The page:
The government of Hong Kong has published the “Clean Air Plan for Hong Kong 2035” in June 2021. We had no surprise that the content addresses air quality from the subject – the undeniable health and well-being issue. One of the suggesting measures is the electric vehicle (EV). But here, we should be alarmed that dealing with carbon emission for air quality is somewhat different from dealing with the climate change risk. The EV effectiveness is all based on the aim we target to assess.
Fossil fuel is the notorious carbon emission root. We immediately feel the carbon emission from the land transportation by its exhaust fumes. Vehicular emission poses health risks to bystanders. Another seemingly remote source of air pollution is marine and air transports. Faraway as it may seem, scholar unveils that we had seventy per cent of ship emissions within four hundred kilometres of land (Eyring et al. 2010). Marine transport is no less during the COVID-19 period. It is the cheaper means of transport if compared with air freight. That is why the shipping demand increases because of globalisation, which is becoming the origin of pollution.
The electric vehicle is an alternative technology that produces less waste and is less harmful to well-being, recognised by todays’ news. Figures from one of the intelligent energy management solution providers, Heliox, has shown that EVs may potentially reach the targets of reducing over ninety-seven per cent of NOX, ninety per cent of carbon emission and sixty-six per cent of particulate emissions. EV development issues are still at the early stage as a whole, revealed in the “Clean Air Plan for Hong Kong 2035”. With such an alluring good number of potentially reduced, why is the adoption of the EV technologies slow? The answer may be found at the Pillars of Design Philosophy (Heliox).
The Pillars of Design Philosophy segments different stages of building an EV compatible program. Each step has to meet certain specifications to implement the EV infrastructure – whether the grid can support the EV facilities, the depot characteristics, what charging strategy is suitable, the connectivity, equipment and maintenance such as charger care and connectivity services. All of these explains well the likely high cost incurred for EV adoption and the difficulty.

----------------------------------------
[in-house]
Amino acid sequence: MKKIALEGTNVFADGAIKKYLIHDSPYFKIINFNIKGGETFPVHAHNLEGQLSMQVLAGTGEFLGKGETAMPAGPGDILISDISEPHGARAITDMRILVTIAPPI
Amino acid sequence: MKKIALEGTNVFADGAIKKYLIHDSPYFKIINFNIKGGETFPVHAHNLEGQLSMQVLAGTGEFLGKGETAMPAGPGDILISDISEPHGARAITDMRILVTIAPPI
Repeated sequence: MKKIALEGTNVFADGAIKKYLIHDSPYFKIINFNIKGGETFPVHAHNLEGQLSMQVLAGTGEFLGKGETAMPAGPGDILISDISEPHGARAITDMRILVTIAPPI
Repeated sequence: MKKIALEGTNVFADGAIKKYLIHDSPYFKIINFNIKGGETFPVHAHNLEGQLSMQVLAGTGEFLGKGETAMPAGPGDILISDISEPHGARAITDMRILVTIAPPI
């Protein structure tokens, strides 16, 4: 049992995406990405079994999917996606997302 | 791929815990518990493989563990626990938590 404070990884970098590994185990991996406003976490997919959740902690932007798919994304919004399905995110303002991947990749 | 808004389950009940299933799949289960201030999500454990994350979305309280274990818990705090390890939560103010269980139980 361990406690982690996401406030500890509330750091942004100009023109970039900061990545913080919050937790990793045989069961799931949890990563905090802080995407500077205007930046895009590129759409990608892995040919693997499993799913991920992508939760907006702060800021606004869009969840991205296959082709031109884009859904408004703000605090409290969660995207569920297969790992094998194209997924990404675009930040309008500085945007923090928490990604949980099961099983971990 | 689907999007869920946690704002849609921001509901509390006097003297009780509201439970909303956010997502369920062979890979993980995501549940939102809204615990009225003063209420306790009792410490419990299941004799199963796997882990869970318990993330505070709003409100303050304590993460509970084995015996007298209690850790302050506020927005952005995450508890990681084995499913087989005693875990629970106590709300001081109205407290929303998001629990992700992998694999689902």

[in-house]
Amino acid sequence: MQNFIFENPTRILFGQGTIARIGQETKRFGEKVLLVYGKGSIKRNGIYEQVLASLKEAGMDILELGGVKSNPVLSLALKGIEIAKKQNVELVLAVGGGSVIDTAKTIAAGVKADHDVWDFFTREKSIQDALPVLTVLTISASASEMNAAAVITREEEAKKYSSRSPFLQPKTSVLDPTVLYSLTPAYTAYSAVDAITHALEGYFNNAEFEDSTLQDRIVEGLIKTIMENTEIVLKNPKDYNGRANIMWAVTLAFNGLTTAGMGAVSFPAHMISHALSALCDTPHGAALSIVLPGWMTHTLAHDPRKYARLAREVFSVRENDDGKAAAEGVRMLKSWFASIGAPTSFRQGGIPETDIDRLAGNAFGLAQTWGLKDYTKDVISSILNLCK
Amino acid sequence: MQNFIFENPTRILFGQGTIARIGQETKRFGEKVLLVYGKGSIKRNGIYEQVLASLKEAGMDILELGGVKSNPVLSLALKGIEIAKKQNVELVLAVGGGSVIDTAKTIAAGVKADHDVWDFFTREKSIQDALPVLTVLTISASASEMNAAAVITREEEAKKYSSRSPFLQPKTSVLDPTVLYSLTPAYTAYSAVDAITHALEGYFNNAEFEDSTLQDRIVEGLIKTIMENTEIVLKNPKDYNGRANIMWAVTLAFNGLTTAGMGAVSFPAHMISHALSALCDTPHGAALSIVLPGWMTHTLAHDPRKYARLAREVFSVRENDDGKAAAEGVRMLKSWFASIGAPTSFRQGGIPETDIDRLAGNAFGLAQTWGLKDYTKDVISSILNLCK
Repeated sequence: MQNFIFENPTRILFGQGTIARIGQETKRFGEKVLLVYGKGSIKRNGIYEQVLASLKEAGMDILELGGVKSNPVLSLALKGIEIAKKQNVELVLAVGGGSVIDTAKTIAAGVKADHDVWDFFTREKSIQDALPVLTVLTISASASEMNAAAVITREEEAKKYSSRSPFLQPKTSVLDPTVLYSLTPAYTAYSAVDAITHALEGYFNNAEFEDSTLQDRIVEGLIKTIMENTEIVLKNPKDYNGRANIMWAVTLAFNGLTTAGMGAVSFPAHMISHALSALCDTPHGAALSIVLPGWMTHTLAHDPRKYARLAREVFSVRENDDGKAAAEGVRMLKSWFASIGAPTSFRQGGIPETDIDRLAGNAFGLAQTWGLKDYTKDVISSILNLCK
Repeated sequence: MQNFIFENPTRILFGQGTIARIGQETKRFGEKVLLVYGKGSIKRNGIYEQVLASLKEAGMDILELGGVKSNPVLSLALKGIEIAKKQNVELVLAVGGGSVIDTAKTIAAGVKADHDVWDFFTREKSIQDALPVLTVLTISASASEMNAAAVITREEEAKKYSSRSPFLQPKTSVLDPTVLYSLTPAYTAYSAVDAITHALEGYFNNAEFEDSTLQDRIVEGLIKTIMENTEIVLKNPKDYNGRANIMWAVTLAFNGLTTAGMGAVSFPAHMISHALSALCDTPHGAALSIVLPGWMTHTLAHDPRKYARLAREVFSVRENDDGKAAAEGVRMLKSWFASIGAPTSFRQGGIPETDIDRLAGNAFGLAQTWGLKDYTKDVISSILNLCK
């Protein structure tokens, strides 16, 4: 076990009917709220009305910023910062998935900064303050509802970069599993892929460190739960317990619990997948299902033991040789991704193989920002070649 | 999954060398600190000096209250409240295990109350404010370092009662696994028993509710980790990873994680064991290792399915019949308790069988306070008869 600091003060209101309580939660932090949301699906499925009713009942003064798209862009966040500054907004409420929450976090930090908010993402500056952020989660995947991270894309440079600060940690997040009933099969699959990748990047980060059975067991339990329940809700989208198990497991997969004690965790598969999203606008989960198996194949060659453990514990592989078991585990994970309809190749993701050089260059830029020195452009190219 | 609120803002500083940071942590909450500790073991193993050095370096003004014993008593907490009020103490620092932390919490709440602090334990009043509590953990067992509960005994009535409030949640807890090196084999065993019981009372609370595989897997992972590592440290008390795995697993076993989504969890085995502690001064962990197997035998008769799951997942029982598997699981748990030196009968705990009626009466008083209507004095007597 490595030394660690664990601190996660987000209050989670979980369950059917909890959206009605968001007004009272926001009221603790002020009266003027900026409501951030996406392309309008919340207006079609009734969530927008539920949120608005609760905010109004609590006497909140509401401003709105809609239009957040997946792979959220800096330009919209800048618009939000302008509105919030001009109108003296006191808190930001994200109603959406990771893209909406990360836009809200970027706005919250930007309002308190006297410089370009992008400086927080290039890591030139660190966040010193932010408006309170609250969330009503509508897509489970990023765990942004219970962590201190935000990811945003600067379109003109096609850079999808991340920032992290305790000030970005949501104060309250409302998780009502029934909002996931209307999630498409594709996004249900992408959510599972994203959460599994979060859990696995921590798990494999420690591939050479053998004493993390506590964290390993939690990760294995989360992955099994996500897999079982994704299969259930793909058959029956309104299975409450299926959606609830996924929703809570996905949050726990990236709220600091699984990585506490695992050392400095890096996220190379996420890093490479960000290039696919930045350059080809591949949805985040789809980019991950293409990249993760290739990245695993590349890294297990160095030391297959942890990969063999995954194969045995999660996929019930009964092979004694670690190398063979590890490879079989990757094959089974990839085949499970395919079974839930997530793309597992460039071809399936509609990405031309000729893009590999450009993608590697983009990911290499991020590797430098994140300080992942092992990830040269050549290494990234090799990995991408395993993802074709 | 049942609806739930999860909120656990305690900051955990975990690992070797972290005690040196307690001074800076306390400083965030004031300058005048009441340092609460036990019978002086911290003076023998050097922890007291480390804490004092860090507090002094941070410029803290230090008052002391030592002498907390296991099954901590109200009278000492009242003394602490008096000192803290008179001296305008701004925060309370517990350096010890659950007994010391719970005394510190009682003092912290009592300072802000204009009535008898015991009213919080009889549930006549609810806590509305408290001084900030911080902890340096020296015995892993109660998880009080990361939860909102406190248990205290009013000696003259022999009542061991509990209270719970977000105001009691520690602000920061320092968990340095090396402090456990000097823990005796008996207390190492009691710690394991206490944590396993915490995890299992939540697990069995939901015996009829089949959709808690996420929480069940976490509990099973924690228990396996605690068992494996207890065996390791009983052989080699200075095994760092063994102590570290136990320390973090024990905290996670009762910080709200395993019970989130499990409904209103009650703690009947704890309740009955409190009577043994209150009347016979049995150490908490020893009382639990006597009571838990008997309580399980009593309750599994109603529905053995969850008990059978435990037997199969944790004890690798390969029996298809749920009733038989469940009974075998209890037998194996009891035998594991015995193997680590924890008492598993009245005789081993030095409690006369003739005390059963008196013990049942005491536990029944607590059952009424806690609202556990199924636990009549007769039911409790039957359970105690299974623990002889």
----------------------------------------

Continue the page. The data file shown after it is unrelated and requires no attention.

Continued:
All of the above are proposed based on the clean air subject. Does it necessarily imply EV dealing with the more thorny issue – climate change? Remind that EV charging gets to feed on electricity generation and charging facilities. Carbon Brief, an online platform that won investigative journalism, had the following findings (source – https://www.carbonbrief.org/factcheck-how-electric-vehicles-help-to-tackle-climate-change):
- “EVs are responsible for considerably lower emissions over their lifetime than conventional (internal combustion engine) vehicles across Europe as a whole.”
- “In countries with coal-intensive electricity generation, the benefits of EVs are smaller, and they can have similar lifetime emissions to the most efficient conventional vehicles – such as hybrid-electric models.”
- “However, as countries decarbonise electricity generation to meet their climate targets, driving emissions will fall for existing EVs, and manufacturing emissions will fall for new EVs.”
- “Comparisons between electric vehicles and conventional vehicles are complex. They depend on the size of the vehicles, the accuracy of the fuel-economy estimates used, how electricity emissions are calculated, what driving patterns are assumed, and even the weather in regions where the vehicles are used. There is no single estimate that applies everywhere.”
Be aware that EV is not the panacea for our burning climate issues. Without a detailed assessment, it is hard for us to realise the real impact of EVs on climate change. So far, the information we have found implicates the best possible cure for climate change is non-fossil fuel energy generation. While we are queuing to advance to the next genuine sustainability era, we apply modelling to analyse energy consumption to tackle the problem right in front of us as an environmental consultancy.
By: ANewR Consulting Limited, a digital environmental consultant headquartered in Hong Kong since 2008. Our expertise has grown into the context of air and water qualities, noise, green building, waste management, and remediation. With extensive know-how in environmental planning and assessment, feasibility study and policy review, ecological design, monitoring, and audit (EM&A), ANewR has matured to be a leading management consultancy. Standing in the digital transformation reign, ANewR has participated in various environmental digital projects – interactive 3D visualisation, immersive automation virtual environment, Virtual reality, automation system, and monitoring platforms.
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